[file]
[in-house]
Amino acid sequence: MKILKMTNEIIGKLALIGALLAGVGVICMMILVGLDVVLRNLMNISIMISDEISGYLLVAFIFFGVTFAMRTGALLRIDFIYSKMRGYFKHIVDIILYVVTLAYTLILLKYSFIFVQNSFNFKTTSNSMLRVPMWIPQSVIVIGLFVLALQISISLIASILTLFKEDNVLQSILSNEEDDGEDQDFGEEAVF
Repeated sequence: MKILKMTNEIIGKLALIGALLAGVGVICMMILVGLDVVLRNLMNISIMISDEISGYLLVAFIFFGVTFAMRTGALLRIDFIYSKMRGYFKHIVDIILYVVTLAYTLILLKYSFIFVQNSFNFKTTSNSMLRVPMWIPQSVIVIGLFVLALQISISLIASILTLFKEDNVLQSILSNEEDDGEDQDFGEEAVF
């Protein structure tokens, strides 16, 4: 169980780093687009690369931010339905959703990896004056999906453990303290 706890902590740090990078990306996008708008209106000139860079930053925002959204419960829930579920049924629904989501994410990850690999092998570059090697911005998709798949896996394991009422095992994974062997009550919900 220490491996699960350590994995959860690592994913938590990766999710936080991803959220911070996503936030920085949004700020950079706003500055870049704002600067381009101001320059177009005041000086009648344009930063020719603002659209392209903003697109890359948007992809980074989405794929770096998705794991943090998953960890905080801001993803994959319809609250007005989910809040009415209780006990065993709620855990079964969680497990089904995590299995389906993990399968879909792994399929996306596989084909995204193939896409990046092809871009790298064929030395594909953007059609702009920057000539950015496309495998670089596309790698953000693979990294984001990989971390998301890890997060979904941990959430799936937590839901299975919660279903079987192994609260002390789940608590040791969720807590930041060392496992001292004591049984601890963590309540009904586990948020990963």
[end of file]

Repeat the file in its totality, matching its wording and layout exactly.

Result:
[in-house]
Amino acid sequence: MKILKMTNEIIGKLALIGALLAGVGVICMMILVGLDVVLRNLMNISIMISDEISGYLLVAFIFFGVTFAMRTGALLRIDFIYSKMRGYFKHIVDIILYVVTLAYTLILLKYSFIFVQNSFNFKTTSNSMLRVPMWIPQSVIVIGLFVLALQISISLIASILTLFKEDNVLQSILSNEEDDGEDQDFGEEAVF
Repeated sequence: MKILKMTNEIIGKLALIGALLAGVGVICMMILVGLDVVLRNLMNISIMISDEISGYLLVAFIFFGVTFAMRTGALLRIDFIYSKMRGYFKHIVDIILYVVTLAYTLILLKYSFIFVQNSFNFKTTSNSMLRVPMWIPQSVIVIGLFVLALQISISLIASILTLFKEDNVLQSILSNEEDDGEDQDFGEEAVF
């Protein structure tokens, strides 16, 4: 169980780093687009690369931010339905959703990896004056999906453990303290 706890902590740090990078990306996008708008209106000139860079930053925002959204419960829930579920049924629904989501994410990850690999092998570059090697911005998709798949896996394991009422095992994974062997009550919900 220490491996699960350590994995959860690592994913938590990766999710936080991803959220911070996503936030920085949004700020950079706003500055870049704002600067381009101001320059177009005041000086009648344009930063020719603002659209392209903003697109890359948007992809980074989405794929770096998705794991943090998953960890905080801001993803994959319809609250007005989910809040009415209780006990065993709620855990079964969680497990089904995590299995389906993990399968879909792994399929996306596989084909995204193939896409990046092809871009790298064929030395594909953007059609702009920057000539950015496309495998670089596309790698953000693979990294984001990989971390998301890890997060979904941990959430799936937590839901299975919660279903079987192994609260002390789940608590040791969720807590930041060392496992001292004591049984601890963590309540009904586990948020990963």